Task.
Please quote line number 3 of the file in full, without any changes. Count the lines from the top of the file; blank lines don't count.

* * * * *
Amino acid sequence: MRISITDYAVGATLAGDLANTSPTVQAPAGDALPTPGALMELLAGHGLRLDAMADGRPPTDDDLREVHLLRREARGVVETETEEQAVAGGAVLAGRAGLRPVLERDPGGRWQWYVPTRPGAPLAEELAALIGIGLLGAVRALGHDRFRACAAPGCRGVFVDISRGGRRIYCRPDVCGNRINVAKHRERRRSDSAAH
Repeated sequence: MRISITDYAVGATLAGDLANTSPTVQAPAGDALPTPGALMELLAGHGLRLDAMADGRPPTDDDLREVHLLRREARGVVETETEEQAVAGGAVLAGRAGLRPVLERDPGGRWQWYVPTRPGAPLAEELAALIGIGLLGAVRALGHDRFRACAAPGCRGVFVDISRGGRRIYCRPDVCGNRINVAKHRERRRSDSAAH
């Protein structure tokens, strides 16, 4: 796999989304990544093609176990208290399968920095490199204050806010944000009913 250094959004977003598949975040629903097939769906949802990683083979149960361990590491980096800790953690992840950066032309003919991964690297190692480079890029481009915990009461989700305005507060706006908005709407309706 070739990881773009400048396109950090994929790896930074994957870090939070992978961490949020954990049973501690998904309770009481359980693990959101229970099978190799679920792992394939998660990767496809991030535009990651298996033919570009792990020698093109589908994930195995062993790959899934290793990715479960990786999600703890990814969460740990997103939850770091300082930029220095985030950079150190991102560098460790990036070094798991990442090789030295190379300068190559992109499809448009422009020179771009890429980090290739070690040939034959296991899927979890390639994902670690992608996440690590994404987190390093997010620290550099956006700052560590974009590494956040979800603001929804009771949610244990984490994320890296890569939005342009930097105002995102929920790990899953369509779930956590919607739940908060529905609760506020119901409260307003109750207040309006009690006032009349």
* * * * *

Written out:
């Protein structure tokens, strides 16, 4: 796999989304990544093609176990208290399968920095490199204050806010944000009913 250094959004977003598949975040629903097939769906949802990683083979149960361990590491980096800790953690992840950066032309003919991964690297190692480079890029481009915990009461989700305005507060706006908005709407309706 070739990881773009400048396109950090994929790896930074994957870090939070992978961490949020954990049973501690998904309770009481359980693990959101229970099978190799679920792992394939998660990767496809991030535009990651298996033919570009792990020698093109589908994930195995062993790959899934290793990715479960990786999600703890990814969460740990997103939850770091300082930029220095985030950079150190991102560098460790990036070094798991990442090789030295190379300068190559992109499809448009422009020179771009890429980090290739070690040939034959296991899927979890390639994902670690992608996440690590994404987190390093997010620290550099956006700052560590974009590494956040979800603001929804009771949610244990984490994320890296890569939005342009930097105002995102929920790990899953369509779930956590919607739940908060529905609760506020119901409260307003109750207040309006009690006032009349």